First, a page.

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BACKGROUND: Better indicators of prognosis are needed to personalise post-traumatic stress disorder (PTSD) treatments.AimsWe aimed to evaluate early symptom reduction as a predictor of better outcome and examine predictors of early response. METHOD: Patients with PTSD (N = 134) received sertraline or prolonged exposure in a randomised trial. Early response was defined as 20% PTSD symptom reduction by session two and good end-state functioning defined as non-clinical levels of PTSD, depression and anxiety. RESULTS: Early response rates were similar in prolonged exposure and sertraline (40 and 42%), but in sertraline only, early responders were four times more likely to achieve good end-state functioning at post-treatment (Number Needed to Treat = 1.8, 95% CI 1.28-3.00) and final follow-up (Number Needed to Treat = 3.1, 95% CI 1.68-16.71). Better outcome expectations of sertraline also predicted higher likelihood of early response. CONCLUSIONS: Higher expectancy of sertraline coupled with early response may produce a cascade-like effect for optimal conditions for long-term symptom reduction. Therefore, assessing expectations and providing clear treatment rationales may optimise sertraline effects. DECLARATION OF INTEREST: None.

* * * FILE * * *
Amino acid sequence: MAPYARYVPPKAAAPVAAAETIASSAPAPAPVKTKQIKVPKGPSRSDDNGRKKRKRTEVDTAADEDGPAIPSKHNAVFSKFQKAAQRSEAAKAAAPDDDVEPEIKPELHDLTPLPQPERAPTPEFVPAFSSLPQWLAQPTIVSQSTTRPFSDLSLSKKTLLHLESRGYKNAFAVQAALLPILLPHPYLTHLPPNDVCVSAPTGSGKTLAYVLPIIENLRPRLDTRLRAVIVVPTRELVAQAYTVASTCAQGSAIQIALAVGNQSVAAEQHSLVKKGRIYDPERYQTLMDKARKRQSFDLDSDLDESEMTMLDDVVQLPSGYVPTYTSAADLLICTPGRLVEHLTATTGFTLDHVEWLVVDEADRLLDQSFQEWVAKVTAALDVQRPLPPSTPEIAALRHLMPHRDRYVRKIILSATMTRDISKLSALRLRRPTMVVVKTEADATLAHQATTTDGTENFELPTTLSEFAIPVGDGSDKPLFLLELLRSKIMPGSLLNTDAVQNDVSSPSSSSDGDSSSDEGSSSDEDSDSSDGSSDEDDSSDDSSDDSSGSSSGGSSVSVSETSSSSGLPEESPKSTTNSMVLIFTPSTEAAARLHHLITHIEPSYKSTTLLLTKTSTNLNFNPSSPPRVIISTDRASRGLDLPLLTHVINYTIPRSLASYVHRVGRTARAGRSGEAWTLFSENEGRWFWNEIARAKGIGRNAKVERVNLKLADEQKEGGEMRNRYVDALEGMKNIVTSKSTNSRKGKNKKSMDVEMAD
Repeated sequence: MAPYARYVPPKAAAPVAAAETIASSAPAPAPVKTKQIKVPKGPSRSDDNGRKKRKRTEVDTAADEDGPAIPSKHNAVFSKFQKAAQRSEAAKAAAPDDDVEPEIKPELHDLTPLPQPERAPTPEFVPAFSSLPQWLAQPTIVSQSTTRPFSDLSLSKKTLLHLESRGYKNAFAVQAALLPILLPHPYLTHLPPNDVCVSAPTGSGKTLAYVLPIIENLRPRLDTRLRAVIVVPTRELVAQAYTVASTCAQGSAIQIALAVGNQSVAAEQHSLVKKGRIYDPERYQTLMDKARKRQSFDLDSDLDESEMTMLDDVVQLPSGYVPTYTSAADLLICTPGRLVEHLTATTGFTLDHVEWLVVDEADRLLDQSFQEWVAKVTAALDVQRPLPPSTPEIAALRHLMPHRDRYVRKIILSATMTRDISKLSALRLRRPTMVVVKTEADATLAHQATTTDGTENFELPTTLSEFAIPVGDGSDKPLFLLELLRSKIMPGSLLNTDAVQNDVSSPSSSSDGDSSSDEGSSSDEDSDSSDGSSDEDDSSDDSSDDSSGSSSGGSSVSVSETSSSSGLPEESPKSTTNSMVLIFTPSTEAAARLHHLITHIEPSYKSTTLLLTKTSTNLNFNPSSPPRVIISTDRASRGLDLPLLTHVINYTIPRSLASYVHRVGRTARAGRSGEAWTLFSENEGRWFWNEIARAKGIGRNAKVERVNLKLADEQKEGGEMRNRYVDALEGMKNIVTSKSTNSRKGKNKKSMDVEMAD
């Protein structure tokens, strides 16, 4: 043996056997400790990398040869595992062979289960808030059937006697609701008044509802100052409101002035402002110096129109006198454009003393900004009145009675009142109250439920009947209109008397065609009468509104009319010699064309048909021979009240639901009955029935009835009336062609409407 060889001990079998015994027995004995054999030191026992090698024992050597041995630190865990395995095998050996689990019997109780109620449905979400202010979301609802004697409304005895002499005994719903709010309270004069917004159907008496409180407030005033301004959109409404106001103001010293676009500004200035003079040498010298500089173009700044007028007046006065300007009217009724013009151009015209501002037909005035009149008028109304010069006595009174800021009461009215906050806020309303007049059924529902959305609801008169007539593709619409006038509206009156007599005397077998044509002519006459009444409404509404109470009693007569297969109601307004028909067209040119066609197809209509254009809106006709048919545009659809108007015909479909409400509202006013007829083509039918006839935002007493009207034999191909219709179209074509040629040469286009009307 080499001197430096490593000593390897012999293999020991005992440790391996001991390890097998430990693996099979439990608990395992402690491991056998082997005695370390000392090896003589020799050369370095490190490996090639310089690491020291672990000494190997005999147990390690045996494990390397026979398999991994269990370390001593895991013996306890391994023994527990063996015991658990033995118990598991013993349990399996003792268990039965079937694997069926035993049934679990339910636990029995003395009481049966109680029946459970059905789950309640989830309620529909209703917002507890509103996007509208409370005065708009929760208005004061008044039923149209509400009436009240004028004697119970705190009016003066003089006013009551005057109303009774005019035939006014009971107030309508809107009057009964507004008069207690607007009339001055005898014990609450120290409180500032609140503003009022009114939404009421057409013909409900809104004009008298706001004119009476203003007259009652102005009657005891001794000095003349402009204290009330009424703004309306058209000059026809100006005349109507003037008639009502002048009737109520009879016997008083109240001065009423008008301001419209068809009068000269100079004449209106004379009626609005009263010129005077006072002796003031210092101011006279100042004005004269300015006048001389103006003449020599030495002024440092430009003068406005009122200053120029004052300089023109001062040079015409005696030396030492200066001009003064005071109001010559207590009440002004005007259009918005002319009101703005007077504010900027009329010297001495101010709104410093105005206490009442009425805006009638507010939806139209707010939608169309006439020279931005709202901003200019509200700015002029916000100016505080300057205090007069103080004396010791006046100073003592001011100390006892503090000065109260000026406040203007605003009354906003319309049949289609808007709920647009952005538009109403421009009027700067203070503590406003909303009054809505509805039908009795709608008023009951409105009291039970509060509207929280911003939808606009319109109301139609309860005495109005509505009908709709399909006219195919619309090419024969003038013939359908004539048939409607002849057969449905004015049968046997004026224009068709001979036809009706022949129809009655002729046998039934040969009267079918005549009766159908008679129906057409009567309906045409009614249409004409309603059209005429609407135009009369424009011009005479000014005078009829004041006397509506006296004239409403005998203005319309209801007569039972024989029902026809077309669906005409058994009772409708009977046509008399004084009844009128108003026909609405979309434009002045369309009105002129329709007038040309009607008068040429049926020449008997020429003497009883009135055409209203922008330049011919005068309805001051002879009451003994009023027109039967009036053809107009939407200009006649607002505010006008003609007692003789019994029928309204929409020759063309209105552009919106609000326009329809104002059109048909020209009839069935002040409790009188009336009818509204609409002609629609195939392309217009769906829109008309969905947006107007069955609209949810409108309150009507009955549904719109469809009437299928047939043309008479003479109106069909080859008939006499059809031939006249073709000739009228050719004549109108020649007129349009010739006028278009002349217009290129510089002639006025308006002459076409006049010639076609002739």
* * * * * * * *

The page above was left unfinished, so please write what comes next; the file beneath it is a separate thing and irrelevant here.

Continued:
Original publication




Journal article


Br J Psychiatry

Publication Date





704 - 708


Early response, antidepressants, expectancy, post-traumatic stress disorder, Adult, Antidepressive Agents, Female, Humans, Male, Middle Aged, Psychiatric Status Rating Scales, Self Report, Sertraline, Stress Disorders, Post-Traumatic, Treatment Outcome, United States